One recent winter, we were in town on a chilly, windy day. As we turned into a parking space, we noticed a young woman, hunched over against the cold wind from the north. I don't recall the rest of her attire, but one garment stuck in my memory. She was wearing flannel pajama bottoms. That was the first, but not the last time, I saw someone wearing pajama bottoms as public attire. Since then, I have become accustomed to seeing young people wearing light-weight athletic shorts in chilly weather, bundled up in a warm jacket but practically blue-legged from the cold on their bare legs. I'm pretty sure that in these cases, the people I have seen didn't dress in the dark and overlooked that they had forgotten to put on their jeans!
I'll admit, when I look back at some of the fashion choices in my past, they look pretty stupid. Probably the most ridiculous fashion trend for women in my lifetime was the extreme padded shoulders that were popular for a while. I had a few of those in my closet, nicely tailored suits and dresses made of beautiful fabrics that made the wearer look like she had borrowed the shoulder pads of a professional linebacker.
|Beck Family Picnic in Macksville Park in Early 1900s|
As for the generation before me, this photograph of my father's siblings having a picnic in the Macksville Park is charming in an overdressed way. The men had shed their jackets and my father had even removed his tie, but the women still had on their hats, from church I am guessing. Sunday picnics were common in the pre-home air conditioner years, but if that really was a picnic, they were a little overdressed.
But, getting back to the streetwear of younger people today, I did a little research. Apparently, the influence of T-shirts has played a huge role in the fashion trend called 'streetwear,' which also included jeans, baseball caps and sneakers, and the influence of skateboarding. In other words, the casual sportswear being worn because it was appropriate to some activity was adopted by others, even if they had never played baseball or tried skateboarding.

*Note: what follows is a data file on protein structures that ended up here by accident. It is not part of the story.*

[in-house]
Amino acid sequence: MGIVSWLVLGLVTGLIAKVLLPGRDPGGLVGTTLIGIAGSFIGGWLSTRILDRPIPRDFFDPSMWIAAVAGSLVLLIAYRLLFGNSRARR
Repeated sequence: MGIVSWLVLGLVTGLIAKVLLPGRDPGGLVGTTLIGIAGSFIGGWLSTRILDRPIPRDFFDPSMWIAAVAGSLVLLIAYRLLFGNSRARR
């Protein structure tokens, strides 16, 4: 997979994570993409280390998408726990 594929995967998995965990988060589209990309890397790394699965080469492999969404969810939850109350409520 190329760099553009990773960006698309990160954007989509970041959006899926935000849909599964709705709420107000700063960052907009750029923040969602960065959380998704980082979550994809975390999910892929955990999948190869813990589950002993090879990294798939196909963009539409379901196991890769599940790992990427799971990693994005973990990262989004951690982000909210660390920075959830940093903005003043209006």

Manufacturers caught on to the trends and in the 2000s companies began to develop streetwear styles. That was not always appreciated. "Influencers" often objected to manufacturers horning in on the trend, quoting Eric Brunetti, "Big business corporations have infiltrated streetwear and are currently in the process of rewriting its history to fit their financial narrative."
One observer wrote, "Streetwear is a culture, not just Product." As author Bobby Hundreds described it, "Design-wise, streetwear boils down to baseball caps, sneakers, hoodies, and most of all, tees." Adding, "a culture, not just product."
However, as I type this, the definition of Streetwear is almost certainly changing. It differs from region to region and from city to city, changes as quickly as whatever is happening at that time. Today, "Streetwear is an art movement."
|Lyn at the 2021Kansas Book Festival University Press of Kansas tent|
So, as my closet begins to drift toward grays and blacks and neutrals and white, with lower heels on my shoes, it begins to dawn on me that "what's happening" in my life is also trending toward "casual comfortable pieces" that reflect "my culture." I had no idea I was so trendy!
P.S. This coming Saturday, September 24, 2022, I will be in Topeka for the Kansas Book Festival on the campus of Washburn University in Topeka. It is a wonderful celebration of books and art, with authors, poets, and artists present, and outdoor music performances throughout the day. Admission is free and open to the general public, with children's activities, entertainments, and food trucks.
Last year I attended to receive recognition as the author of Prairie Bachelor, The Story of a Kansas Homesteader and the Populist Movement, a Kansas Notable Book for 2021. This year I was invited back as a speaker with Moderator, Max McCoy and fellow author Steve Cox. We will be discussing "Politics on the Prairie" in the Kansas Room of the Memorial Union, starting off the day at 10 a.m.
Books will be available for purchase and authors will be signing. If you already own Prairie Bachelor but would like to have it signed, bring your book and I will be glad to sign it. There are wonderful speakers throughout the day, but our program is at 10 a.m. in the Memorial Union.
To learn more you can visit www.kansasbookfestival.com. I hope to see at Washburn University in Topeka this coming Saturday, September 24, 2022!